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Medical providers and healthcare organizations use Electronic Health Record (EHR) and Electronic Medical Record (EMR) software systems to enter, store, and manage digital medical information and patient records. Epic Systems is the leading EHR system vendor, with a 34% market share, while Cerner and MEDITECH are also popular options.
There are many benefits to EMR and EHR systems. They improve data quality and make it easy for healthcare providers to manage large amounts of patient information. But they also store and transmit sensitive patient data, which hackers often find lucrative.
This blog will highlight some of the latest information on Epic Systems (and broader EMR/EHR systems) security, and we’ll discuss strategies healthcare organizations can use to strengthen cyber resilience and safeguard medical records.
How and Why Cybercriminals Target EMR/EHR Systems
Per HIPAA guidelines, 18 categories of patient data fall under the umbrella of Protected Health Information (PHI). These include names, social security numbers, full-face photos, biometric identifiers, and account numbers — all information that hackers can sell for profit. EMR and EHR software systems like Epic manage massive PHI amounts, making them a valuable target for hackers.
Cybercriminals use various techniques to target EMR and EHR, which house this data. These strategies include:
Along with these tactics, cybercriminals use strategies like malicious URLs, drive-by downloads, and remote desktop protocol to gain unauthorized access to critical systems.
When attackers access EMR/EHR data, they often lodge ransomware attacks. Two-thirds of global healthcare organizations reported being hit by ransomware per a Ponemon Research Report.
The Costs of a Cyberattack Targeting EMR/EHR
Earlier this year, the U.S. Department of Health and Human Services reported that nearly 600 healthcare organizations suffered data breaches in 2021, impacting 41.45 million individuals.
The costs of these breaches targeting EMR/EHR were staggering: $9.3 million per incident — a 29.5% increase from 2020 to 2021. A primary contributor to the high costs of a data breach were penalties for HIPAA non-compliance. Per the HHS, compliance failures increased costs by 67.7%.
In addition to fines for HIPAA non-compliance, data breach consequences may include losing EHR access, lawsuits, and reputational damage. There can also be a direct impact on patient care. Nearly three-quarters of respondents to a recent Ponemon survey reported that a successful ransomware attack led to longer patient stays. Even worse, 36% of respondents in that same survey reported an increase in medical procedure complications following a ransomware attack.
To maintain patient safety and continue business operations, organizations need safeguards to ensure that their EHR system is protected regardless of whether the provider has evolved to full cloud adoption or still maintains a legacy system.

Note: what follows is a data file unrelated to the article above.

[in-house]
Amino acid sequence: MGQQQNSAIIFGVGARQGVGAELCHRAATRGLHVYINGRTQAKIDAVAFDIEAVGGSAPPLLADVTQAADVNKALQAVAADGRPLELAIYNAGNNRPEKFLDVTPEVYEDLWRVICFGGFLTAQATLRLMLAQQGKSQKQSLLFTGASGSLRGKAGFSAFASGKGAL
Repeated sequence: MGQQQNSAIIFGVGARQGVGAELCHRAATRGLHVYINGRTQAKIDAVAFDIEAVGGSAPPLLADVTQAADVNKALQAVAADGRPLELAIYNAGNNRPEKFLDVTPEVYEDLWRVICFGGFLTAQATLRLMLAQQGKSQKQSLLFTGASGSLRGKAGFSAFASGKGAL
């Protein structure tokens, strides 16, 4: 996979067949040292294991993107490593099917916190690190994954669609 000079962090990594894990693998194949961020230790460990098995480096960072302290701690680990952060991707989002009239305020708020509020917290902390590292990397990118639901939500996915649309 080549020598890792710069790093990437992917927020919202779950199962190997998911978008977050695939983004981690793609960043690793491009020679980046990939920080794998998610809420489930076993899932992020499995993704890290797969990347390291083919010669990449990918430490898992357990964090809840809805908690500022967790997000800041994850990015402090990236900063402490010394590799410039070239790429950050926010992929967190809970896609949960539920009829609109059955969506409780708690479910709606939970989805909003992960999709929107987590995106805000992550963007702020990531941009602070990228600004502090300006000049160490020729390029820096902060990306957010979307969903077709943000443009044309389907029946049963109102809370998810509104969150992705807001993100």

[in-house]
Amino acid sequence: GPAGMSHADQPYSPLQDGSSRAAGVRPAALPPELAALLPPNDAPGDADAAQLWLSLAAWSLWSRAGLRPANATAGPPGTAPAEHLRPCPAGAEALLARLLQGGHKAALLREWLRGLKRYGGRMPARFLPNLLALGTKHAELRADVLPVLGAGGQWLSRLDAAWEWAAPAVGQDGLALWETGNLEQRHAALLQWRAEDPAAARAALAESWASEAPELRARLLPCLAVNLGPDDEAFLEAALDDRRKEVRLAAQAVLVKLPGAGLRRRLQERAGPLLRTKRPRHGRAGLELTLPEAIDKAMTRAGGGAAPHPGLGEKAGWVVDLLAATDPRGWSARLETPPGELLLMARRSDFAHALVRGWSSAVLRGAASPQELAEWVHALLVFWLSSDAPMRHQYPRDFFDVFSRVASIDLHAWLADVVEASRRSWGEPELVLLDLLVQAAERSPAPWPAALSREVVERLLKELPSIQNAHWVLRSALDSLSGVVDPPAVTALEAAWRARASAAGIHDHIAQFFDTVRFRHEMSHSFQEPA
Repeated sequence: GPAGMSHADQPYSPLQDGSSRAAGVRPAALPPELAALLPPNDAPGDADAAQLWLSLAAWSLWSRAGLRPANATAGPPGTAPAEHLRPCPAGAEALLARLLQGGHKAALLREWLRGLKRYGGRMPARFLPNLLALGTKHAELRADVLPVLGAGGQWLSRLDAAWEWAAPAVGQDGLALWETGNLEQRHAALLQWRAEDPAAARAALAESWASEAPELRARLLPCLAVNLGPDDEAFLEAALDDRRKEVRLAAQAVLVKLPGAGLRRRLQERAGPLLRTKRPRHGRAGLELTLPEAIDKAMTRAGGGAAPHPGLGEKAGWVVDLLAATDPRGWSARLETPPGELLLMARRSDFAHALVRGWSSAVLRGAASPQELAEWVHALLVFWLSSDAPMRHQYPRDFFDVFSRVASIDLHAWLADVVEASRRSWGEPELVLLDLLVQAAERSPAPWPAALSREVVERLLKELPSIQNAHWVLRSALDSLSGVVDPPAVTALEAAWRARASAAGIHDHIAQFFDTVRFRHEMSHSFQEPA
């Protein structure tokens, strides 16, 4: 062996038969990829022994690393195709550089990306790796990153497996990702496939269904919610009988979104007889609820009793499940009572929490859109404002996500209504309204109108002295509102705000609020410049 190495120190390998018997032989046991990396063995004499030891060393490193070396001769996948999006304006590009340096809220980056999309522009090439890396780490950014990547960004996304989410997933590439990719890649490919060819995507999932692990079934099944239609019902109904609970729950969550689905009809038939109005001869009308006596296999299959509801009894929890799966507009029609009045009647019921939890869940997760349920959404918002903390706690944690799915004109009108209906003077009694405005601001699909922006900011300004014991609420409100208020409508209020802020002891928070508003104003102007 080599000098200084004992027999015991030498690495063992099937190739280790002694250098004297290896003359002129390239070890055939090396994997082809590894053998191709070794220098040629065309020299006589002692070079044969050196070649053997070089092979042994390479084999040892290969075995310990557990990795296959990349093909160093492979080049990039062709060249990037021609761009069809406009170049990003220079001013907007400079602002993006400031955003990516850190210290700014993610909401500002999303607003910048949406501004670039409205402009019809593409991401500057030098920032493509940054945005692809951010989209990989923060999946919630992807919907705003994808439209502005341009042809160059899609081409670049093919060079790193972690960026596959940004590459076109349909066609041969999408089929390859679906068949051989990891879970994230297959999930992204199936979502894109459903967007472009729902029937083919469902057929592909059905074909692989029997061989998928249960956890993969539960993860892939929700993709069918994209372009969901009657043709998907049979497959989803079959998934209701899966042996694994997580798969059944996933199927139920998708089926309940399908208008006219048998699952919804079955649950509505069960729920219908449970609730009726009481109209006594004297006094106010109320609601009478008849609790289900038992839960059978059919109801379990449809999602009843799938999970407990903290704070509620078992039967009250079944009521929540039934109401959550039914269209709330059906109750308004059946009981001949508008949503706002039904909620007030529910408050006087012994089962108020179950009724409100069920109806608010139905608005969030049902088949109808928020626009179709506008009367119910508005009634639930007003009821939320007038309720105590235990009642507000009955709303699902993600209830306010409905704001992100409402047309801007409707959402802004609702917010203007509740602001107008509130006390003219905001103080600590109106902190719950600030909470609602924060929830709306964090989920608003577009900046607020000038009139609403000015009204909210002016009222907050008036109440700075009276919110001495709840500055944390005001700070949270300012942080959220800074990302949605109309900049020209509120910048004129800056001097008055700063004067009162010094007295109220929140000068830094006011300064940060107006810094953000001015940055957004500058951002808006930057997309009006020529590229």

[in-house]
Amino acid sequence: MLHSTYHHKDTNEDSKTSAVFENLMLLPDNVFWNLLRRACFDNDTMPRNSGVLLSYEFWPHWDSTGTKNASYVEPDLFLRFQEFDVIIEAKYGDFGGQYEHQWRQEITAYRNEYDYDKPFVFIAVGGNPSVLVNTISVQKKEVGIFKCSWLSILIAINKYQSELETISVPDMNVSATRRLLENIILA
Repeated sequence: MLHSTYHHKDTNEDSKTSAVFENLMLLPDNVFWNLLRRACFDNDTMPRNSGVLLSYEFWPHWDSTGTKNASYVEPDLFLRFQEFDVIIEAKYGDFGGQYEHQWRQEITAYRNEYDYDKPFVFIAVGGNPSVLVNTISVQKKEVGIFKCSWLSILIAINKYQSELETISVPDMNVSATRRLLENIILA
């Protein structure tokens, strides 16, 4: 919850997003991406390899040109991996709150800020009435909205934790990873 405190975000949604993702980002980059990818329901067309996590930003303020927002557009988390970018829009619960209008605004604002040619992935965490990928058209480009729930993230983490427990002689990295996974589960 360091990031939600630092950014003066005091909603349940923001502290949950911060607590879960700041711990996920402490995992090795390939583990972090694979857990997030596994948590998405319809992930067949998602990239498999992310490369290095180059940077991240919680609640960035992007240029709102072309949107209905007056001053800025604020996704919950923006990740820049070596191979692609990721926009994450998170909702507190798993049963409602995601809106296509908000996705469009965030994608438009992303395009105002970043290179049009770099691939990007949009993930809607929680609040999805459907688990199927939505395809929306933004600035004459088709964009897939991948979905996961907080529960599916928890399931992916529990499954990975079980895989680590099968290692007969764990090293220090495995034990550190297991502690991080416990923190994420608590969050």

Defending Against EMR/EHR Cyber Threats
A comprehensive plan to secure EMR/EHR management software like Epic Systems includes the right mix of people, policies, training, and cybersecurity technology. While reviewing the compatibility of IT infrastructure with EHR system requirements, organizations should take steps to implement proactive security policies. The HHS advises developing a digital infrastructure audit and plan that:
Cybersecurity technologies that enable healthcare organizations to continuously monitor their ecosystem to predict, prevent, detect, and respond to cyber threats can play an essential role in these efforts. However, it’s critical that cybersecurity upgrades do not disrupt treatments or provider operations.
Using a Virtual Private Network (VPN) may appear to be an attractive solution to protect internet-facing applications, but VPNs alone do not prevent attackers from moving across organizations’ digital environments.
On the contrary, VPNs can increase the attack surface because attackers have a route directly to the data center hosting the VPN appliance after acquiring cloud access. Without a way to contain the breach, the hacker would have unrestricted access to the information within the data center.
Zero Trust by ColorTokens
Zero Trust Architecture (ZTA) enables organizations to implement identity-based access controls to verify users and devices, define security policies and establish a perimeter, continuously evaluate environmental risks, and actively respond to access demands.
ColorTokens provides complete and simple ZTA with no business disruptions, full legacy system support, and no changes to existing infrastructure to ensure that your organization stays protected. World-class medical providers such as Fernandez Hospital in India and a leading cancer research center in the U.S. trust the ColorTokens XtendedTM Zero Trust Platform to secure their Epic EHR systems with tools that fulfill risk and threat management requirements.
ColorTokens is the only cybersecurity company offering an integrated solution through our unique XtendedTM Zero Trust Platform, which includes:
Organizations with doubts and concerns surrounding healthcare data migration or existing EHR storage on Epic can trust ColorTokens to provide the most robust cybersecurity solutions to reduce the risks. For more information about how ColorTokens can secure your Epic system.please contact us at [email protected] or visit our website.